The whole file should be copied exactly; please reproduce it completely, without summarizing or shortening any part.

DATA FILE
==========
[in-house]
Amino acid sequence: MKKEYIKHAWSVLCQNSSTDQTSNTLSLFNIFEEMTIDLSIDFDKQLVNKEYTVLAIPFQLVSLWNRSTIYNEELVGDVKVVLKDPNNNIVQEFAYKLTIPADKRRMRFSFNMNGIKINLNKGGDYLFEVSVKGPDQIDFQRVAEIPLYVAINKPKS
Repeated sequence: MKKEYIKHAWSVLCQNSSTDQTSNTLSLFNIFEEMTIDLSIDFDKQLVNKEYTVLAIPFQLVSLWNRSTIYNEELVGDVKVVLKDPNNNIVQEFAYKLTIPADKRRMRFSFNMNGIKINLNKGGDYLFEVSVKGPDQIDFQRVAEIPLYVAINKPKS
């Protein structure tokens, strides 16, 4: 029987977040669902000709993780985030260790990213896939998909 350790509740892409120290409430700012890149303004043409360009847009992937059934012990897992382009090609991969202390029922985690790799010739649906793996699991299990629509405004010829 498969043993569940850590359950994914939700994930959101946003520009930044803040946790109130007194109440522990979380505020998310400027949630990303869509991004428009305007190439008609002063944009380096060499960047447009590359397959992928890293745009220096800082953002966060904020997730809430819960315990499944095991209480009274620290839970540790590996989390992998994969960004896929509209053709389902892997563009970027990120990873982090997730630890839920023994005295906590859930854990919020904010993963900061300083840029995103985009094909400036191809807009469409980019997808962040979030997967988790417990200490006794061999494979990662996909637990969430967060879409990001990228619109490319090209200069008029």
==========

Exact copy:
[in-house]
Amino acid sequence: MKKEYIKHAWSVLCQNSSTDQTSNTLSLFNIFEEMTIDLSIDFDKQLVNKEYTVLAIPFQLVSLWNRSTIYNEELVGDVKVVLKDPNNNIVQEFAYKLTIPADKRRMRFSFNMNGIKINLNKGGDYLFEVSVKGPDQIDFQRVAEIPLYVAINKPKS
Repeated sequence: MKKEYIKHAWSVLCQNSSTDQTSNTLSLFNIFEEMTIDLSIDFDKQLVNKEYTVLAIPFQLVSLWNRSTIYNEELVGDVKVVLKDPNNNIVQEFAYKLTIPADKRRMRFSFNMNGIKINLNKGGDYLFEVSVKGPDQIDFQRVAEIPLYVAINKPKS
């Protein structure tokens, strides 16, 4: 029987977040669902000709993780985030260790990213896939998909 350790509740892409120290409430700012890149303004043409360009847009992937059934012990897992382009090609991969202390029922985690790799010739649906793996699991299990629509405004010829 498969043993569940850590359950994914939700994930959101946003520009930044803040946790109130007194109440522990979380505020998310400027949630990303869509991004428009305007190439008609002063944009380096060499960047447009590359397959992928890293745009220096800082953002966060904020997730809430819960315990499944095991209480009274620290839970540790590996989390992998994969960004896929509209053709389902892997563009970027990120990873982090997730630890839920023994005295906590859930854990919020904010993963900061300083840029995103985009094909400036191809807009469409980019997808962040979030997967988790417990200490006794061999494979990662996909637990969430967060879409990001990228619109490319090209200069008029």